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Publication numberUS4456496 A
Publication typeGrant
Application numberUS 06/016,588
Publication dateJun 26, 1984
Filing dateMar 1, 1979
Priority dateOct 2, 1975
Publication number016588, 06016588, US 4456496 A, US 4456496A, US-A-4456496, US4456496 A, US4456496A
InventorsCharles A. Suter, Raymond J. Namsick
Original AssigneeGoodyear Aerospace Corporation
Export CitationBiBTeX, EndNote, RefMan
External Links: USPTO, USPTO Assignment, Espacenet
Method of making an elastomeric fabric container
US 4456496 A
A method of making an elastomeric coated fabric container utilizing cured elastomeric coated fabric and adhering the edges of each layer of fabric to the other with an adhesive film and curing the adhesive film under heat and pressure to form said container.
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What is claimed is:
1. A method of making an elastomer coated fabric container comprising coating a fabric with a curable elastomer, curing the curable elastomer coating on the fabric, cutting a panel from said elastomer coated fabric either before or after the curing step, assembling said panels of cured elastomer coated fabric into a container by placing each edge of the panel in overlapping relationship with another edge, positioning a preformed strip or film of an adhesive composed of an elastomer and a thermosetting resin between the edges in overlapping relationship and pressing said edges under pressure for at least two minutes at a temperature and pressure sufficient to cause a bond to form between each panel.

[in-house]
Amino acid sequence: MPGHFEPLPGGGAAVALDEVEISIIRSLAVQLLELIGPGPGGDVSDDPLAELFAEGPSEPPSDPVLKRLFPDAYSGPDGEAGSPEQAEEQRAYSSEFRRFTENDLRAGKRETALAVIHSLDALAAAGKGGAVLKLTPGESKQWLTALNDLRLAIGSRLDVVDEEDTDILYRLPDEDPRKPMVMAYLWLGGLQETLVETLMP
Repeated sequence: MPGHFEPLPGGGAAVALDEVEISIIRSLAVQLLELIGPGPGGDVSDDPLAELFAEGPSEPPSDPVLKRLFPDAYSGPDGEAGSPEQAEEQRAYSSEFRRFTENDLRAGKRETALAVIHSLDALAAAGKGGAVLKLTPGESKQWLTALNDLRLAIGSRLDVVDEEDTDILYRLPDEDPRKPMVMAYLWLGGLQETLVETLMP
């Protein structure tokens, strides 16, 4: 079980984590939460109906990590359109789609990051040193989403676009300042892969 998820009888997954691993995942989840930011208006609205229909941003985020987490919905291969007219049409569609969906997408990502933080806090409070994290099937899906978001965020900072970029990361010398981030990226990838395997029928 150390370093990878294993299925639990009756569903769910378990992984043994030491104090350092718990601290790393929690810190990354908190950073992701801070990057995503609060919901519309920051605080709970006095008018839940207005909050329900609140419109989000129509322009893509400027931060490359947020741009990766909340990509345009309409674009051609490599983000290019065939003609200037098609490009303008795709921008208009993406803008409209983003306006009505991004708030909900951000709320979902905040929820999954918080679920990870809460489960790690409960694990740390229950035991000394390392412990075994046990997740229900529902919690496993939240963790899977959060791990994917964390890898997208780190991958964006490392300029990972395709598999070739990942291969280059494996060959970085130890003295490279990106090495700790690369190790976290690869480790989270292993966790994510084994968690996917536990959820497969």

2. The method of claim 1 wherein the adhesive is a blend of a butadiene acrylonitrile rubber and a phenolic resin.
3. The method of claim 2 wherein the adhesive contains 5 to 80 percent resin and 95 to 20 percent rubber.
4. The method of claim 1 wherein the adhesive film is applied while supported on a releasable substrate and the substrate is removed to expose the adhesive film.

This is a continuation of application Ser. No. 618,980 filed Oct. 2, 1975, now abandoned.

This invention relates to a method of making elastomeric coated fabric containers.